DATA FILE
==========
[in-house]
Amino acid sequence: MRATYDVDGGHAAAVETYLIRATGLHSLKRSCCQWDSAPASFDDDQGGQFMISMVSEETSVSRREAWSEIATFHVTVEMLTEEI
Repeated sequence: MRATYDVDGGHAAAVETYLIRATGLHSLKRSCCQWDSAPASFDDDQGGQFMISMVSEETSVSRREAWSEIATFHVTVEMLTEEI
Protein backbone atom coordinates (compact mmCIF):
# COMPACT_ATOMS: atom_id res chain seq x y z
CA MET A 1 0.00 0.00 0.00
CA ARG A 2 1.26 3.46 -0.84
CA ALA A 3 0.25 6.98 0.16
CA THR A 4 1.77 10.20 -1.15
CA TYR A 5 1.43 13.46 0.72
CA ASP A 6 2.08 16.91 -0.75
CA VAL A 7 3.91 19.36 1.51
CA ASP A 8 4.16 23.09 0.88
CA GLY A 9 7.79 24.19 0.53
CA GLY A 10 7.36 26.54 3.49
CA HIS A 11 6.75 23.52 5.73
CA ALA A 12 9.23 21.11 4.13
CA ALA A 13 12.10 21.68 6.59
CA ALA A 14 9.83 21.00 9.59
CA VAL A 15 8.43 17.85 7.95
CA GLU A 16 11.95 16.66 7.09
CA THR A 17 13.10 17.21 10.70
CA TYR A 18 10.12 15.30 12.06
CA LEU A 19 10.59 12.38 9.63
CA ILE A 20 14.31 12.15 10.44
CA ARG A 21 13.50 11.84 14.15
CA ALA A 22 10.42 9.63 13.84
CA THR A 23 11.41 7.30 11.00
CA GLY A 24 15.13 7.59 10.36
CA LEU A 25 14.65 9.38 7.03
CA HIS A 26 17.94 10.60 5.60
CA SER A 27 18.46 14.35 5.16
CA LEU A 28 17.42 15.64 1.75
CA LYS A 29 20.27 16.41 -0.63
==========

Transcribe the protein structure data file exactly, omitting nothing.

[in-house]
Amino acid sequence: MRATYDVDGGHAAAVETYLIRATGLHSLKRSCCQWDSAPASFDDDQGGQFMISMVSEETSVSRREAWSEIATFHVTVEMLTEEI
Repeated sequence: MRATYDVDGGHAAAVETYLIRATGLHSLKRSCCQWDSAPASFDDDQGGQFMISMVSEETSVSRREAWSEIATFHVTVEMLTEEI
Protein backbone atom coordinates (compact mmCIF):
# COMPACT_ATOMS: atom_id res chain seq x y z
CA MET A 1 0.00 0.00 0.00
CA ARG A 2 1.26 3.46 -0.84
CA ALA A 3 0.25 6.98 0.16
CA THR A 4 1.77 10.20 -1.15
CA TYR A 5 1.43 13.46 0.72
CA ASP A 6 2.08 16.91 -0.75
CA VAL A 7 3.91 19.36 1.51
CA ASP A 8 4.16 23.09 0.88
CA GLY A 9 7.79 24.19 0.53
CA GLY A 10 7.36 26.54 3.49
CA HIS A 11 6.75 23.52 5.73
CA ALA A 12 9.23 21.11 4.13
CA ALA A 13 12.10 21.68 6.59
CA ALA A 14 9.83 21.00 9.59
CA VAL A 15 8.43 17.85 7.95
CA GLU A 16 11.95 16.66 7.09
CA THR A 17 13.10 17.21 10.70
CA TYR A 18 10.12 15.30 12.06
CA LEU A 19 10.59 12.38 9.63
CA ILE A 20 14.31 12.15 10.44
CA ARG A 21 13.50 11.84 14.15
CA ALA A 22 10.42 9.63 13.84
CA THR A 23 11.41 7.30 11.00
CA GLY A 24 15.13 7.59 10.36
CA LEU A 25 14.65 9.38 7.03
CA HIS A 26 17.94 10.60 5.60
CA SER A 27 18.46 14.35 5.16
CA LEU A 28 17.42 15.64 1.75
CA LYS A 29 20.27 16.41 -0.63